“The Pericardium”, by Norbert Hirschhorn


I was born from a phantom called love.
More nearly a ghost than a body.
In the narrow alley
Between truth and illusion
I chose to be a membrane
Stuck to my lover, the Heart,
To let Him detect the smell of a woman,
To contain his ceaseless fatigue in my lap,
Rinsing Him tenderly in my plentiful bath.

More nearly a specter than a body.

Because I am shapeless
I was depicted on just one page in Gray’s Anatomy,
My lover the others, front and center.
I don’t care.
Left in the margin of that page,
I don’t care.
I’ve remodeled myself to take his shape,
Nourishing him in my vigilance.

More nearly a spirit than a body.

I see no other reason to exist
But to cradle my love.

From the poem in Arabic by Fouad M. Fouad MD in his collection, Parts of Animals (Ajzaa El Haywan), Dar Al Takween, Damascus, 2010; co-translated with Norbert Hirschhorn MD.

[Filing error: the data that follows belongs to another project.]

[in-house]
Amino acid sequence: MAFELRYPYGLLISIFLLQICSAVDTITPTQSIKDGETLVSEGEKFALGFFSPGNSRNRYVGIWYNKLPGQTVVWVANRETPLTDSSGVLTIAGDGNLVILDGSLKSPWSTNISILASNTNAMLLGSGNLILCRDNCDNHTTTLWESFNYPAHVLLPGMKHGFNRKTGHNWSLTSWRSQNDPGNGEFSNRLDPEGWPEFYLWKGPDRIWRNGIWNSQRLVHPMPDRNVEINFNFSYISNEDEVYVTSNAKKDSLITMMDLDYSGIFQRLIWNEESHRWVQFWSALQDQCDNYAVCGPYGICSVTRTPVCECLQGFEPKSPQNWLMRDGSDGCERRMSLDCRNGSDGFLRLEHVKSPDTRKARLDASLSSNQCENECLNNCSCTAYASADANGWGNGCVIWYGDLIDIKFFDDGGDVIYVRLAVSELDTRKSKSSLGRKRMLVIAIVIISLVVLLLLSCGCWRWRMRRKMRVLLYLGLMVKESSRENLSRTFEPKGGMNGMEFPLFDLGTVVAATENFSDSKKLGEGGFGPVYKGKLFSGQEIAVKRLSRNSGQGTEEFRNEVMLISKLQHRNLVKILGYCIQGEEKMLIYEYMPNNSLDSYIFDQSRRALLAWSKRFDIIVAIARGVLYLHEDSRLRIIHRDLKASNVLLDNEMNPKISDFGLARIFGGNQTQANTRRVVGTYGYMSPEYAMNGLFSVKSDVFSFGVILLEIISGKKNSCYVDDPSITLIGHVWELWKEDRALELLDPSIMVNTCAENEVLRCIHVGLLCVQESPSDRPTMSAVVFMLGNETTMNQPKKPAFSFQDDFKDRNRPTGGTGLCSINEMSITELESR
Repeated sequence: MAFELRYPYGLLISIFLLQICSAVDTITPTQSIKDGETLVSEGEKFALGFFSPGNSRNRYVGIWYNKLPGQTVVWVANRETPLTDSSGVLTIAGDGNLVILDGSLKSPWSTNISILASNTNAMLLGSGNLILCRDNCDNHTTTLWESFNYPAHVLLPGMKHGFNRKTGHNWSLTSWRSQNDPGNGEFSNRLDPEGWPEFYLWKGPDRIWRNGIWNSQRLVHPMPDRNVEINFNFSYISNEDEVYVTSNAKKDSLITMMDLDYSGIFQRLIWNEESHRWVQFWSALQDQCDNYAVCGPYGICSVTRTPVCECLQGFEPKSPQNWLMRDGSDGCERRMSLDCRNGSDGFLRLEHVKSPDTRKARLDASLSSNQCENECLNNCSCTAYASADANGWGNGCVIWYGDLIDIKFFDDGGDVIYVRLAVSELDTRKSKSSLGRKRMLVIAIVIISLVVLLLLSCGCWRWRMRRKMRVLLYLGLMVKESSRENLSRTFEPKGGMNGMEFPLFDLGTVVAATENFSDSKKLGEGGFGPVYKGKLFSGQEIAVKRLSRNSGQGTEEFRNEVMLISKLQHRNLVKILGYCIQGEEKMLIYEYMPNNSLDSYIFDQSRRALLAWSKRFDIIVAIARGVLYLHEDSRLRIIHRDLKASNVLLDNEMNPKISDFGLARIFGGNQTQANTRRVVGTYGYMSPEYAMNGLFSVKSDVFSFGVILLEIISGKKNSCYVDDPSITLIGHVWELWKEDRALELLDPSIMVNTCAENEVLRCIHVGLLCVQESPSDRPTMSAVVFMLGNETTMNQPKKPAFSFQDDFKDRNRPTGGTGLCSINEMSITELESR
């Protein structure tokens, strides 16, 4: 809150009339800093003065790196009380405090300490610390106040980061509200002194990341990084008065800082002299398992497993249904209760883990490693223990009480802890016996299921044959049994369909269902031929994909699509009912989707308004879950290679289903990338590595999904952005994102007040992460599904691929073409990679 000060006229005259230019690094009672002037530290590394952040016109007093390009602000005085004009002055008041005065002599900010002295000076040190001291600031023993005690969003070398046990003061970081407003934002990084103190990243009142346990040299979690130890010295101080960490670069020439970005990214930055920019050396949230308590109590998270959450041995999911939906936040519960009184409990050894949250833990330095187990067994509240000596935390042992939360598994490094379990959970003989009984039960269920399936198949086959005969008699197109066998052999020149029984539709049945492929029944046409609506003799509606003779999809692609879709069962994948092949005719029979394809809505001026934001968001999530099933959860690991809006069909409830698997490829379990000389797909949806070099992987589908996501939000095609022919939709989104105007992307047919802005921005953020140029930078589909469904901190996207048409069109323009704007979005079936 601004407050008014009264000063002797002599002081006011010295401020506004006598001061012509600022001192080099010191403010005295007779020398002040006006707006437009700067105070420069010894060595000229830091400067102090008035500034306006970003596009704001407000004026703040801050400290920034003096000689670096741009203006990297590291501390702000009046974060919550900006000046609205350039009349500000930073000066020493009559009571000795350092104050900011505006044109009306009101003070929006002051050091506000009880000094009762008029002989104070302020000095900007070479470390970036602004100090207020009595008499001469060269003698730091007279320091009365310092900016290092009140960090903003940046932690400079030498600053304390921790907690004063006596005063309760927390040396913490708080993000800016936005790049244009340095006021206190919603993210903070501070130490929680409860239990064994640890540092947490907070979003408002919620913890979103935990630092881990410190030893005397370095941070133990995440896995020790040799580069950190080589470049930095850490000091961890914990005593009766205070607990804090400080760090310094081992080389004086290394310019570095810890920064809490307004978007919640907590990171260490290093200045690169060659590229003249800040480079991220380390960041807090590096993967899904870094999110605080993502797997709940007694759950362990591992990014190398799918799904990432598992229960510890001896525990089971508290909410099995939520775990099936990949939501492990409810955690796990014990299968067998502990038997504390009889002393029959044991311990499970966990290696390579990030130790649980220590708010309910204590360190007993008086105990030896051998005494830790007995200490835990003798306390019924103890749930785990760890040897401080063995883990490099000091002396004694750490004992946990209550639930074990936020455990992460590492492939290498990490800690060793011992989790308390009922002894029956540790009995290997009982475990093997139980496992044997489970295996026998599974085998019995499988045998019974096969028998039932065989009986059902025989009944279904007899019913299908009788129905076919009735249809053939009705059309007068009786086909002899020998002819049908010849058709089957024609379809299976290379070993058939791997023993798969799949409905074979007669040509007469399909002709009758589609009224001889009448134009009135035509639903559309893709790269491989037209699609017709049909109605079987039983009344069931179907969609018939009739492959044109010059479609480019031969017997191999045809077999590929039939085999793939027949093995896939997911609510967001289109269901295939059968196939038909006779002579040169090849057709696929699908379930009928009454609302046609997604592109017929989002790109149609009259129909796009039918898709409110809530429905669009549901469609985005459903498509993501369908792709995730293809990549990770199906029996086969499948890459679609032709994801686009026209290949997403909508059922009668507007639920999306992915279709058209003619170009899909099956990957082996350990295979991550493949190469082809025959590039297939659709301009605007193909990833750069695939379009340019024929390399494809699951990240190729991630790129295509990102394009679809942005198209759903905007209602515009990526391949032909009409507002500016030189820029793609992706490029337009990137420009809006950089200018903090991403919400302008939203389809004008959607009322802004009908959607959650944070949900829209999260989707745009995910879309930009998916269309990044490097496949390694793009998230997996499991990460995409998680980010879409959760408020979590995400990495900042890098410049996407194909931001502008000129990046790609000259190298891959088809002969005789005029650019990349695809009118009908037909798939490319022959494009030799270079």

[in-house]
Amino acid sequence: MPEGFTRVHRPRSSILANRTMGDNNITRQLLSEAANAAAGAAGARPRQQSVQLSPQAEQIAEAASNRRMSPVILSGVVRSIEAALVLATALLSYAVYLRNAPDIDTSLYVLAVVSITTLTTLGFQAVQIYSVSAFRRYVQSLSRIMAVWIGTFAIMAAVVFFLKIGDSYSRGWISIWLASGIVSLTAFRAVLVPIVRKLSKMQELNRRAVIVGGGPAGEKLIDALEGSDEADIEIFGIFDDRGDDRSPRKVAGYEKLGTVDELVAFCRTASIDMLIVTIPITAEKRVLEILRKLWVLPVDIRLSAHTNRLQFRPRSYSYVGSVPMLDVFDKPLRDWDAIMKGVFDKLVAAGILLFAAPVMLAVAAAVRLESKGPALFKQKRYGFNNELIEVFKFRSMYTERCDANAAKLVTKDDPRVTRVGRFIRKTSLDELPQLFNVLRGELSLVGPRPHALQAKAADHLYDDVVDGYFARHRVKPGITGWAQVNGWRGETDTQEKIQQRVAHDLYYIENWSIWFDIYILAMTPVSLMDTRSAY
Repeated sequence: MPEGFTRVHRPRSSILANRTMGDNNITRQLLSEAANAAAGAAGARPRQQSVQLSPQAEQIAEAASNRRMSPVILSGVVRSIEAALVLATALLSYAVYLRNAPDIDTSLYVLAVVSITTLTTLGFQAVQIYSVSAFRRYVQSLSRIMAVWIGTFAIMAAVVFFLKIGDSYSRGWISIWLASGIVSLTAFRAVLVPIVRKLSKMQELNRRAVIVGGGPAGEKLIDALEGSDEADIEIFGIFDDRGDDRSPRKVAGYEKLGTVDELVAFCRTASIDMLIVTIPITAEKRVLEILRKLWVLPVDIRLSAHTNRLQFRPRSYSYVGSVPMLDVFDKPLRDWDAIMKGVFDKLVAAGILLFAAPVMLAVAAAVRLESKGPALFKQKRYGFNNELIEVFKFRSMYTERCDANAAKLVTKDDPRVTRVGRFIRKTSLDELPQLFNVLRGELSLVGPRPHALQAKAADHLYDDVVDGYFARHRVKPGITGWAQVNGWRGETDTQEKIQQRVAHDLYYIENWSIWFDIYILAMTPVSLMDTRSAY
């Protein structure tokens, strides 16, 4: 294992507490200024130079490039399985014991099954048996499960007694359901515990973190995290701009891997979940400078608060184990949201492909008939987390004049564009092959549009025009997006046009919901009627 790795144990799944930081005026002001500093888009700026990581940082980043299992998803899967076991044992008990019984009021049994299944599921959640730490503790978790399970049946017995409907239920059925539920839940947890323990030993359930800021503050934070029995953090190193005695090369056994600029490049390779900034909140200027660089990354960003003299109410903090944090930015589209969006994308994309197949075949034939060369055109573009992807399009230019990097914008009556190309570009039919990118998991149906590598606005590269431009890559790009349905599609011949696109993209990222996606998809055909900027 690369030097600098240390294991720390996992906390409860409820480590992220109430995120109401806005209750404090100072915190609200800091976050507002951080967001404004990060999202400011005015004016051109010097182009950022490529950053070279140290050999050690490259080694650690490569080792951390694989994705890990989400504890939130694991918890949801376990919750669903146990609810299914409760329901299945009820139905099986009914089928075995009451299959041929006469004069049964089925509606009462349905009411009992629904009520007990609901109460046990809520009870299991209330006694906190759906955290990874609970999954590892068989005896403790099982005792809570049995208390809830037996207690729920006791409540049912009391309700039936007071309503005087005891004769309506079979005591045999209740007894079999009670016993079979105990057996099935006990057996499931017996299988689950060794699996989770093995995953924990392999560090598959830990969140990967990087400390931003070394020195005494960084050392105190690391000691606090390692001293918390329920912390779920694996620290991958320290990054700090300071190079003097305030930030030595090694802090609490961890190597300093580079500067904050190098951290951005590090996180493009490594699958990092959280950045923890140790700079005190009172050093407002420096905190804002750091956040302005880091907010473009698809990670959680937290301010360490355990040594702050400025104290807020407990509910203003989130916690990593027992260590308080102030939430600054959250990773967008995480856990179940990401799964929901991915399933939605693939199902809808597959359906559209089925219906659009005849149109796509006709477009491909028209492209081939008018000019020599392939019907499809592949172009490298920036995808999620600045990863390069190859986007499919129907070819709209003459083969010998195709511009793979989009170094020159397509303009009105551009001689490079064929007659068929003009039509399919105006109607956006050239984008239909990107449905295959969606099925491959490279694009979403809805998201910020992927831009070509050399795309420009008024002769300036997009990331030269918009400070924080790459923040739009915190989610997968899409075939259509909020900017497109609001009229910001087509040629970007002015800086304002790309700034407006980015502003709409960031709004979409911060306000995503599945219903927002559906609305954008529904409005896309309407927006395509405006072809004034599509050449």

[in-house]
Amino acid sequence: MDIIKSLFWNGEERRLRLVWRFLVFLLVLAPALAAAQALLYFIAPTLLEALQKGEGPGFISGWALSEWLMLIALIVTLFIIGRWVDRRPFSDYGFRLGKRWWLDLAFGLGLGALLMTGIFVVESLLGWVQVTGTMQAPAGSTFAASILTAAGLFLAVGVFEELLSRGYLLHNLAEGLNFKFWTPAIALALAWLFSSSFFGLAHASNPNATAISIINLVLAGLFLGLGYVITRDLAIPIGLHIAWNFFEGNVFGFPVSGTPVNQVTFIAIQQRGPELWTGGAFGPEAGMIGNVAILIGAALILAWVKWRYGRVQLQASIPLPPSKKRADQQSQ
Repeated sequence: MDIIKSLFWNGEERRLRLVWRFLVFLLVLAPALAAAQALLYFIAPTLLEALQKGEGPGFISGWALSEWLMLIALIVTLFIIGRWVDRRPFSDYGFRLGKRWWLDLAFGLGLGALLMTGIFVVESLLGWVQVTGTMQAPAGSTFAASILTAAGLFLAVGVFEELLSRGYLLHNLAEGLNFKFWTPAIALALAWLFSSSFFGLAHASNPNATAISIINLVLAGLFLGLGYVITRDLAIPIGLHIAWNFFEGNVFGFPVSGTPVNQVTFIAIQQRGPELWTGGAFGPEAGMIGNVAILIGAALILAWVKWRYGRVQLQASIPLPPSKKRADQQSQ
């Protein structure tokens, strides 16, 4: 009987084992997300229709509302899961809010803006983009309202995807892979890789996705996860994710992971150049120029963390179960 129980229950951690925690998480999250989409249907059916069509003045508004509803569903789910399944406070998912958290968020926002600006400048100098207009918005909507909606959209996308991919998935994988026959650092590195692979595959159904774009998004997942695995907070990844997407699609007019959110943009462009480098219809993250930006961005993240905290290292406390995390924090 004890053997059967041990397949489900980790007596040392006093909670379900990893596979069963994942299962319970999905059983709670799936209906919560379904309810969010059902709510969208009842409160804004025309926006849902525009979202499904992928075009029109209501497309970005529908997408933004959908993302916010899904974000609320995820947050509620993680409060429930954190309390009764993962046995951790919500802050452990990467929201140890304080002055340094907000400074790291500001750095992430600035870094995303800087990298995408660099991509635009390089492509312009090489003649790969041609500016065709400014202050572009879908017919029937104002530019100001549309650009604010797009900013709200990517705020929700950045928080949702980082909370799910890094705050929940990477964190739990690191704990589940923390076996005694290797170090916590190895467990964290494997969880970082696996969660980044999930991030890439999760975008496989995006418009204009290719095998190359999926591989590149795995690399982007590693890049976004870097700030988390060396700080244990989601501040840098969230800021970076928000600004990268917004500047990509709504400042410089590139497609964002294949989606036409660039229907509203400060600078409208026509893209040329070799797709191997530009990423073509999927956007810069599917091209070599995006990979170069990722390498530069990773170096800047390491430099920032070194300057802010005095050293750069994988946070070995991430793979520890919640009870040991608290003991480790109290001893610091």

Dr. Norbert Hirschhorn is a public health physician, commended by President Bill Clinton as an “American Health Hero,” and proud to follow in the tradition of physician-poets. Dr. Hirschhorn is one of the inventors and developers of the life-saving oral rehydration therapy for people suffering fluid loss from cholera and other infectious diarrheal illnesses. It is estimated that his work has saved around 50 million people suffering from dehydration. After two decades abroad he now lives in Minneapolis, Minnesota.  He has published six collections, the most recent a bilingual Arabic-English co-translation with Syrian physician-poet Fouad M. Fouad, Once Upon a Time in Aleppo, of the latter’s poems (Hippocrates Press). See his website, www.bertzpoet.com

Dr. Fouad M. Fouad is a physician and poet from Aleppo. Following the outbreak of the war in Syria, he and his family moved to Lebanon where he is now at the American University of Beirut. Dr Fouad is deeply engaged in research and action on behalf of Syrian refugees. He has published five volumes of poetry in Arabic, the most recent being Once Upon a Time in Aleppo. Several of his poems have appeared in translation in English and French poetry journals.  

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